Young Prisms (above) played early, while it was still daylight outside. It was a good slot for them because their gauzy, narcotic drones were oddly uplifting. Unlike some other acts in SF’s shoegaze scene, they’re not all haze and gloom. The aptly-named youngsters are maturing quickly as a unit and it’s taking them places — the band had to pack up right after their set to go catch a flight to go brave the CMJ whirlwind. (We’re actually prepping a photo feature on Young Prisms to run later this month, so check back for that).
The Los Angeles band Jeffertitti’s Nile (above and lead photo) brought their bizarre bazaar up from Topanga canyon. They combine that 60s hippie folk element with tasteful touches like drum machines, samples, synths and some African-sounding beats. It’s a soup of acid-fried desert techno jams — a sound that so many bands aim for but end up in schlock territory. These guys pull it off. Quite enjoyable.
I discovered a new favorite: White Manna from Arcata. Big, heavy stuff. The band definitely has its sound dialed in. They were focused and well-oiled. Plus, the amount of gear lining the front of the stage was astounding — dozens of guitar pedals and vintage delay units. One of the singers was using an Echoplex and manipulating the knobs with his feet (it made me wince a little to watch such an expensive curio getting nudged by boot leather). The music is dark, swirling, incredibly loud psyche. But it’s fresh and exciting, we’ll be checking them out again for sure.
Ex-Gris Gris frontman and songwriter Greg Ashley did a set with his latest stripped-down combo. Amid a day full of bands drenched in reverb and blistering feedback, it was a treat to hear tight, well-constructed songs played and sung by an expert craftsman. His new stuff has a bit of a country two-step flavor. He closed with “Necessary Separation,” a hit from his old band’s repertoire.
Carlton Melton were explosive and raunchy. The highlight of their louder than shit, entirely instrumental set was the closer, a cover of Pink Floyd’s “When You’re In.” The band handed the guitar and a keyboard to some random people in the front row, and they actually jammed along pretty capably.
I was unprepared for the multi-layered drama of Assemble Head in Sunburst Sound‘s live show. Their sound is like their name: impossibly huge, complex and mysterious. The band was tight and raging, with trippy songs that stay pinned to the topography of prog-rock but often move out into the upper atmospheres. Instruments changed hands three or four times — everyone in this band can really play.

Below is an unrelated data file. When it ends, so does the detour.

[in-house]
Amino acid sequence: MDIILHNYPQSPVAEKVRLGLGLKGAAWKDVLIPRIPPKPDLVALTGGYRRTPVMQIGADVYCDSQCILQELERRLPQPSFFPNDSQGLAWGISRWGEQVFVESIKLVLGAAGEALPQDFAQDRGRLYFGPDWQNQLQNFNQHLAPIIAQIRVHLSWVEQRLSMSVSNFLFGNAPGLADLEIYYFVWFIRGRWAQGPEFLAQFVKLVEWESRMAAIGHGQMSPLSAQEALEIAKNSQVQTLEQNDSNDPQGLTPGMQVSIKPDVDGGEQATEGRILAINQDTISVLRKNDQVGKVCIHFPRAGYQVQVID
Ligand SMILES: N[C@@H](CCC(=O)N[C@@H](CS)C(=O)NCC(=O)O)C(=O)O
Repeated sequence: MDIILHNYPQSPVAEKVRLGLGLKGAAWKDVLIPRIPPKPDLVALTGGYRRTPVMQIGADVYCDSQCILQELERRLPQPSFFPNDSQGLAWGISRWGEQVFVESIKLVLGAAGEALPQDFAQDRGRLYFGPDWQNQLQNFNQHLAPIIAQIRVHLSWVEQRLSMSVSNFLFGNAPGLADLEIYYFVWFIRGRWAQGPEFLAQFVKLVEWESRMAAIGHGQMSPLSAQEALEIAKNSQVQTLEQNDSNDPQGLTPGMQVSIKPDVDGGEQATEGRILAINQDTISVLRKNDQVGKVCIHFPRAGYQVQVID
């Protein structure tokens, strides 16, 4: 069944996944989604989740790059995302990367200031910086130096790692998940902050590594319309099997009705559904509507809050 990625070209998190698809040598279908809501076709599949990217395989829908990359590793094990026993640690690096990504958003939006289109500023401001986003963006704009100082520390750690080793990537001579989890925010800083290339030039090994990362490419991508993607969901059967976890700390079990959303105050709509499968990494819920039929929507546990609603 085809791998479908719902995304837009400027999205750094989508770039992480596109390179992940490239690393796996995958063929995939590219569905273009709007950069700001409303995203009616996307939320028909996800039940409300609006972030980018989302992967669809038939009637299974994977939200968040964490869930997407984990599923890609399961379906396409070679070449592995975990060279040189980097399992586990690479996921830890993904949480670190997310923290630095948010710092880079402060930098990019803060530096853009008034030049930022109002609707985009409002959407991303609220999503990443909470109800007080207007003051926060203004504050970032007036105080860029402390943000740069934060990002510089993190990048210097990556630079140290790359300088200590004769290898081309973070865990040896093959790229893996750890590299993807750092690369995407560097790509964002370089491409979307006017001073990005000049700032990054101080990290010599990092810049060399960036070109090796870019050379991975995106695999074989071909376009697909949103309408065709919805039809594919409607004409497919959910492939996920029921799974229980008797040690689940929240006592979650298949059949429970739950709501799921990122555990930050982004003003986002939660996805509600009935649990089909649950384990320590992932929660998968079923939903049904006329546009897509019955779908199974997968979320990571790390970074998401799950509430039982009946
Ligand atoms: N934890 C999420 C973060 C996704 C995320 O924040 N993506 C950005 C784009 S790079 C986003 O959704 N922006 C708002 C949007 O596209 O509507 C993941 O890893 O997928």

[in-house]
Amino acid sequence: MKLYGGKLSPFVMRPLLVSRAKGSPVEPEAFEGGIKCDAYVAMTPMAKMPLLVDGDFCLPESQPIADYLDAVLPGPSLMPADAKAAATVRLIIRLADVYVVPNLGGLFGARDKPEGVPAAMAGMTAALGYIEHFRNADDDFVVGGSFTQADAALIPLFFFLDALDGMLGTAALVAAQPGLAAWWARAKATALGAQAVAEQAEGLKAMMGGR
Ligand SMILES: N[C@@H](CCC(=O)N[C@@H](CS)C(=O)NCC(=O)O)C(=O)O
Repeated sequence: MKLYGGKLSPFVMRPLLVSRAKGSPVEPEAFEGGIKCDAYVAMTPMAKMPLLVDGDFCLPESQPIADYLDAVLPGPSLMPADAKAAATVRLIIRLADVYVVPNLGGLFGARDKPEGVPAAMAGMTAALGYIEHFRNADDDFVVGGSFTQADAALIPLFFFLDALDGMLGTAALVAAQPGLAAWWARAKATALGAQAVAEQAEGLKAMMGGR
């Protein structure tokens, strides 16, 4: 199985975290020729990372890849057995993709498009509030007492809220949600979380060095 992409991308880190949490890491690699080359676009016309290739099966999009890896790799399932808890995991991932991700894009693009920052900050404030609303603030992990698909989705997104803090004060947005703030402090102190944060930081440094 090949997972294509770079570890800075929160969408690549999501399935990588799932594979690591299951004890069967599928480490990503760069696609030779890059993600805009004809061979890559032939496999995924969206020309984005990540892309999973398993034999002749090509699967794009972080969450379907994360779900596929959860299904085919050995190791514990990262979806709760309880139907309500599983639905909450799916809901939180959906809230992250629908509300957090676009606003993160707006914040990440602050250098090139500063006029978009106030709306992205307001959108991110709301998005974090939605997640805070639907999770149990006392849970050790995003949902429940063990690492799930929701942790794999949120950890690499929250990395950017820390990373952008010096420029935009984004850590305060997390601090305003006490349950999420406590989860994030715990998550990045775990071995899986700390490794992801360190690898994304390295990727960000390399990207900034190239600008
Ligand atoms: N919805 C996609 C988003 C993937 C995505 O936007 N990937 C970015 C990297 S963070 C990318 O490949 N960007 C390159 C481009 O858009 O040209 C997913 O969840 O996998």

Howlin’ Rain brought things down to Earth, but just a little. Ethan Miller‘s five-piece unit plays a southern-flavored brand of psyche with absolutely no shortage of wailing guitars-and-keys shredfests. Everyone was grinning as the band took over the room and just plowed the fields non-stop for an hour. Somewhere between them and Assemble Head, the energy of the day-long show hit its peak.
Things settled down a bit for the Wooden Shjips. They were perfectly placed at the end of the bill, because as big and loud and unrelenting as they are — the songs sometimes stretch to ten minutes without ever finding a bridge — their trancy improv vehicles were the ideal way to ride out the night. They display the confidence and polish of a band that’s been touring the world seemingly non-stop this year and last. It’s good to see them ruling their hometown crowd. We swayed and swung.
The Shjips’ captain, Ripley Johnson, booked the whole show with his partner, Relix writer Richard B. Simon. A long day filled with great vibes, hearing totally ruined for the next few days, all for a good cause. Can’t wait ’til next year.
Photos by Jim Merithew
If you peak early during Frisco Freakout at Thee Parkside tomorrow, take the short walk over to Retox Lounge for a dreamy comedown with Commissure. Their name is an anatomical label for the meeting of nerve fibers, whether it’s between the two hemispheres of the brain or two lips of a labia (thanks wikipedia!), which provides intense imagery for the quartet’s wandering jams.